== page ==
Episode 1: Amusement, and a word on false dichotomies

Why won't you listen to us!? - High Society

It is amusing how some voters assume the stance of “being better” than the 13M/8+M/5+M who voted for Aquino, Estrada and Villar, respectively. Everywhere one turns, there’s another discussion going on about how the poor “voted with their hearts and stomachs,” that they valued campaign slogans over competency and capability, that they looked for the “hero figure” rather than a true pundit of change, and how we are “doomed” by their decisions. This has been a common thread on many online fora, and now even a feature article on a national daily.

Is this true?

At the very least, it is a gross mischaracterization of roughly 80-90% of our population who live below the poverty line. Yes, it is reasonable to assume that they voted with their hearts and stomachs, given that that’s all society has left them with for years of promises of poverty alleviation, yet still an ever-growing gap between the rich and the poor. Yes, it is likely that a good portion of them are uneducated and did not conduct the same amount of research on their candidates of choice as, say, one who might study in a private school whose per-semester tuition is twice as much as what a blue-collar worker makes in a year. Yes, it is probable that a sizable percentage of them did look to “hero figures” rather than for capable leaders, having been subjected to 9 years of “capable leadership” and still none the better.

That does not take away from the desire of the poor to see a better future for themselves and their children. That does not downplay the wisdom they have gained from dealing with the side-effects of a corrupt and inept socio-economic system. That does not render irrelevant their desire for leadership that goes beyond simple capability and competency and who displays character and conviction that we *CAN* have a better tomorrow.

That does not mean they have doomed us; on the contrary, we’ve been dooming them for decades, being complacent in allowing corruption to take root once more into nearly all levels of public offices, all the while thinking, “For as long as they do their jobs, it’s OK.” EDSA 2 was a mere hiccup, really; all it did was make a bad situation worse by replacing a broken presidency with an even more broken one. All this time, we just trudged along, convinced that the officials’ so-called “Standard Operating Procedure” was a necessarily evil in getting things done, never thinking that the money siphoned from public projects was money siphoned away from public services that ought to have been offered to the poor and marginalized – after all, when was the last time the rich and privileged ever needed to go to a public hospital or a barangay health clinic?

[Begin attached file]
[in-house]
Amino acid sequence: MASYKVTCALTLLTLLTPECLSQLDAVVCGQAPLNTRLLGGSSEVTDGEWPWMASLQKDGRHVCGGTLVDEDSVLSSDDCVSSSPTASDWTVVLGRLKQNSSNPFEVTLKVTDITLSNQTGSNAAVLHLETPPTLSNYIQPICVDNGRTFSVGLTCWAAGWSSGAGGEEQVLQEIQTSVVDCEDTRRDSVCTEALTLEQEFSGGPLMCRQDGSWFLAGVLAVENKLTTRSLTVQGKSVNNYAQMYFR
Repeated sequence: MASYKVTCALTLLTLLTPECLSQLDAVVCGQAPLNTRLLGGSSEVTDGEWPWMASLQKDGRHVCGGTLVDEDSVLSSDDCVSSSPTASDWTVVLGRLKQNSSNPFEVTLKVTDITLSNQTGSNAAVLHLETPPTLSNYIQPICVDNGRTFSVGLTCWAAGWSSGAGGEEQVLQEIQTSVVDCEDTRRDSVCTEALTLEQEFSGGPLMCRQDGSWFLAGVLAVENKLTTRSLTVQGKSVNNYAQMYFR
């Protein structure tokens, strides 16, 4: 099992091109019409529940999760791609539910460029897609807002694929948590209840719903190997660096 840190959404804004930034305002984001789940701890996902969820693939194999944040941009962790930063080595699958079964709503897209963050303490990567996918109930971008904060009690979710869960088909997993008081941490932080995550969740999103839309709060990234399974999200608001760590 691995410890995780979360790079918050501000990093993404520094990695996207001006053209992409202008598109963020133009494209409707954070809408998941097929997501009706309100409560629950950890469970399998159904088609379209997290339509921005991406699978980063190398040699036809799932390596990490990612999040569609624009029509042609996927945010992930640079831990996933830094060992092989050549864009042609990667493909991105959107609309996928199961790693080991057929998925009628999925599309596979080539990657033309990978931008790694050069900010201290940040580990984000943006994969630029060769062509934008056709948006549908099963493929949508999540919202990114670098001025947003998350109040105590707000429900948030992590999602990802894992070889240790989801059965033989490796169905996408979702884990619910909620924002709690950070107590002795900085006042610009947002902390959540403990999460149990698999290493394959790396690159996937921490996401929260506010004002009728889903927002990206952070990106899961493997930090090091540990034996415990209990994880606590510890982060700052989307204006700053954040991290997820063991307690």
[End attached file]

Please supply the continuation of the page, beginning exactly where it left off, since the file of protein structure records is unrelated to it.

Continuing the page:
To accuse the masses of having some distinct “culture” that promotes their poverty rather than seeks to solve it reeks of an ignorant brand of elitism. Indeed, why the rich and privileged so-called “intelligentia” should be frustrated that they did not get their way in a democratic process, while in the same breath recognizing that they are an economic and social minority, is beyond me. If anything, it is the failure of the privileged that they are unable to show the marginalized their “educated” point of view. But more to point, it is precisely the failure of the privileged to understand the marginalized from the beginning that leads to this false dichotomy: That what the poor want is the polar opposite of what the privileged want, that the culture of the poor is different from the culture of the privileged.

Nothing can be further from the truth. Regardless of the economic or social strata, everyone campaigned and voted for what they thought was right; in all cases, we all campaigned hard because we wanted a better future, and we believed that the candidates we supported could help bring this future about. This transcended status and culture. To now claim some moral/intellectual high ground on the basis of winning, or even losing as the case may be, is to lose sight of what we fought for and to focus once again on this false dichotomy.

The question now is: Having voted for a candidate who lost, will you remain aloof in your self-proclaimed intellectual tower of reflection? Or are you going to suck it up and see how you can bring the ideals you championed during the campaigns into fruition in this next administration? Are you willing to set aside your preconceived notions on the decisions of the poor, and participate in the fruits of their vote?

To you, dear voter disappointed with the electoral results, I say this: There is still much to do. The elections was, believe it or not, the easy part.

Stop being amusing. Get over yourself, and get to work.

(Full image of the one used above was taken from www.sondheimguide.com/porter/high.html, edited using Gimp 2. All rights belong to their respective owners.)


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